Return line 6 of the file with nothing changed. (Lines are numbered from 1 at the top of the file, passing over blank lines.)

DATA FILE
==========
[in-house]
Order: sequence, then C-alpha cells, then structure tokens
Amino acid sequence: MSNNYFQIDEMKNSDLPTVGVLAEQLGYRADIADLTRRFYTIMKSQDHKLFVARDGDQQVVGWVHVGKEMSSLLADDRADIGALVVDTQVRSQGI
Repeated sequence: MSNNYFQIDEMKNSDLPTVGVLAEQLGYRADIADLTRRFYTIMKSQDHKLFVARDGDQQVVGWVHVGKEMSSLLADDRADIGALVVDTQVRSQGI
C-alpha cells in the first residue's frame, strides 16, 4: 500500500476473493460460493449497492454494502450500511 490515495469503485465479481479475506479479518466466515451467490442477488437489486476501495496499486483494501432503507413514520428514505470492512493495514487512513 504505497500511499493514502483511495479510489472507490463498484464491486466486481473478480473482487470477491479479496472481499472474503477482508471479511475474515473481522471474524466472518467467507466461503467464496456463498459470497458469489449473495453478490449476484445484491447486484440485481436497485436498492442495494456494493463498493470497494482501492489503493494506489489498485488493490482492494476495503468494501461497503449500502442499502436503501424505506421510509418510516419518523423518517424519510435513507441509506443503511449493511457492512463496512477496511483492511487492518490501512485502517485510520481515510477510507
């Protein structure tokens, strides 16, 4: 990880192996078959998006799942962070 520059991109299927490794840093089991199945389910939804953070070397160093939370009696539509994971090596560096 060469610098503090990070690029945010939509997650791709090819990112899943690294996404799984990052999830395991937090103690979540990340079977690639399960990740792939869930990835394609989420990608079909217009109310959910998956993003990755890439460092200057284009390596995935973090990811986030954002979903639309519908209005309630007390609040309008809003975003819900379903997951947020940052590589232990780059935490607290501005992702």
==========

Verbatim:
């Protein structure tokens, strides 16, 4: 990880192996078959998006799942962070 520059991109299927490794840093089991199945389910939804953070070397160093939370009696539509994971090596560096 060469610098503090990070690029945010939509997650791709090819990112899943690294996404799984990052999830395991937090103690979540990340079977690639399960990740792939869930990835394609989420990608079909217009109310959910998956993003990755890439460092200057284009390596995935973090990811986030954002979903639309519908209005309630007390609040309008809003975003819900379903997951947020940052590589232990780059935490607290501005992702």